To get you started toward a quicker answer, based mainly on shade, the 9 stamps in the first 2 images are likely 632. They will gauge 10.5 along the sides. The 3rd image is a coil stamp 597. The last stamp if perf 11, so most likely to be 552.
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Posted 09/14/2020   6:38 pm  Show Profile Check ray.mac's eBay Listings Bookmark this reply Add ray.mac to your friends list  Get a Link to this Reply
As an analogy, a 596 is as rare as a 1943 copper penny. If you had a handful of 1943's, what is the chance that there would be a copper penny in there?

Best wishes, Ray
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Posted 09/14/2020   7:22 pm  Show Profile Bookmark this reply Add rogdcam to your friends list  Get a Link to this Reply
I found this on the ground outside of my car today.

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Posted 09/15/2020   08:12 am  Show Profile Bookmark this reply Add jogil to your friends list  Get a Link to this Reply
It is possible that the previous owner did not know how to identify the stamps that he had so that he wrote out all of the possible catalogue numbers that he thought that they might possibly be.
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Posted 09/15/2020   2:10 pm  Show Profile Bookmark this reply Add jkelley01938 to your friends list  Get a Link to this Reply
The hardest part is watermark identification. By far.

Jack Kelley
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Posted 09/15/2020   2:15 pm  Show Profile Bookmark this reply Add John Becker to your friends list  Get a Link to this Reply
This issue has NO watermarks.
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Posted 09/16/2020   9:29 pm  Show Profile Bookmark this reply Add Shakespear1 to your friends list  Get a Link to this Reply
more pictures...














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Posted 09/16/2020   9:32 pm  Show Profile Bookmark this reply Add Shakespear1 to your friends list  Get a Link to this Reply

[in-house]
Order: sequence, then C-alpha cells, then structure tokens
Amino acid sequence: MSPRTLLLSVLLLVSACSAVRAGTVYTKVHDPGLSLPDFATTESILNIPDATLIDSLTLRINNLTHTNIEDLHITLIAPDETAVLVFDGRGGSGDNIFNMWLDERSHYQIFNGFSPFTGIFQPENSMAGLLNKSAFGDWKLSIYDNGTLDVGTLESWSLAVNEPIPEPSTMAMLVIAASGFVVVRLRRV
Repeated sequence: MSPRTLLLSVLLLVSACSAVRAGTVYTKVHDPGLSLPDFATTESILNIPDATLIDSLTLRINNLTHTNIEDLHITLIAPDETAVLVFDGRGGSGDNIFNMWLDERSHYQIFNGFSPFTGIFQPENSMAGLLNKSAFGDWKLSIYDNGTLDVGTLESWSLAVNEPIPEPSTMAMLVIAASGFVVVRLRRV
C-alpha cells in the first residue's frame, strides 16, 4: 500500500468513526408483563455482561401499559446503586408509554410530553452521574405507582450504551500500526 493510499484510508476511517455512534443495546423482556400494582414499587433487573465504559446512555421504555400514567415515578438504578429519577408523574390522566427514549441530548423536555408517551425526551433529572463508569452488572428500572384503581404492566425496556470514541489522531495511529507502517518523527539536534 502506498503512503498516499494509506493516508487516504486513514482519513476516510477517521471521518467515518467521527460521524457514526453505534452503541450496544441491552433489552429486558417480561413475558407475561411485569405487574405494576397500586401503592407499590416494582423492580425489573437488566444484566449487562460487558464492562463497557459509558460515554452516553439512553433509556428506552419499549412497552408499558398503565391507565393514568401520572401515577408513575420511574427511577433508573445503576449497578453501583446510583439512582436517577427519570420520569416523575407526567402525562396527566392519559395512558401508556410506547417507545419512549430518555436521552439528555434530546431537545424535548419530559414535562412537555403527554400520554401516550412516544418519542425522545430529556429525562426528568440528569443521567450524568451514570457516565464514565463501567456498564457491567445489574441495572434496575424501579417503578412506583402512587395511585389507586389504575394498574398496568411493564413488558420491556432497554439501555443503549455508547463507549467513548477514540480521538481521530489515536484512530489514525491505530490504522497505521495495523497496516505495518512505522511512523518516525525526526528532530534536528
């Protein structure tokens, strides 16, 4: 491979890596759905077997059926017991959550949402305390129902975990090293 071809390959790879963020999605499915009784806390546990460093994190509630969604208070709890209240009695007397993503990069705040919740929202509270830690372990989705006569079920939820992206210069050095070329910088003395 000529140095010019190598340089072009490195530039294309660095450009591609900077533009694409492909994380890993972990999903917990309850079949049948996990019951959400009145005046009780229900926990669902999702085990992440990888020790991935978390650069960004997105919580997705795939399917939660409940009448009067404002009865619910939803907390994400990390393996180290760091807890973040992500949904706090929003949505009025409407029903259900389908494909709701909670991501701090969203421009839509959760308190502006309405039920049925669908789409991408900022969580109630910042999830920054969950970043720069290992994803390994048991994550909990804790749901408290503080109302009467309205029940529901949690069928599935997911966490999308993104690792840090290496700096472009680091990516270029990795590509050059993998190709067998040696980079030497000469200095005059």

the first 8 are the ones I suspect to be 594 and 596 because they are seperate...he has 5 differant holders under the plastic. 5 together, thr two one above the other, and two together, and another 2 together
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Posted 09/16/2020   9:34 pm  Show Profile Bookmark this reply Add Shakespear1 to your friends list  Get a Link to this Reply
the very last one is marked scott 314. this folder has 12 pages of stamps. and I have a folder for every year going back to 41..
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Posted 09/16/2020   9:47 pm  Show Profile Bookmark this reply Add John Becker to your friends list  Get a Link to this Reply
May I suggest ...
1. Assume all IDs from previous collectors are incorrect and start from scratch.
2. Assume every stamp is the most common variety.
3. Acquire and become adept at using a perforation gauge.

Apply the 1943 copper/steel penny analogy here. What are the odds of finding 8 copper 1943's at once? See point 2.
We are trying to be nice and let you down easy, but the odds of having a 595 or 596 (let alone multiple copies) are longer than Powerball odds.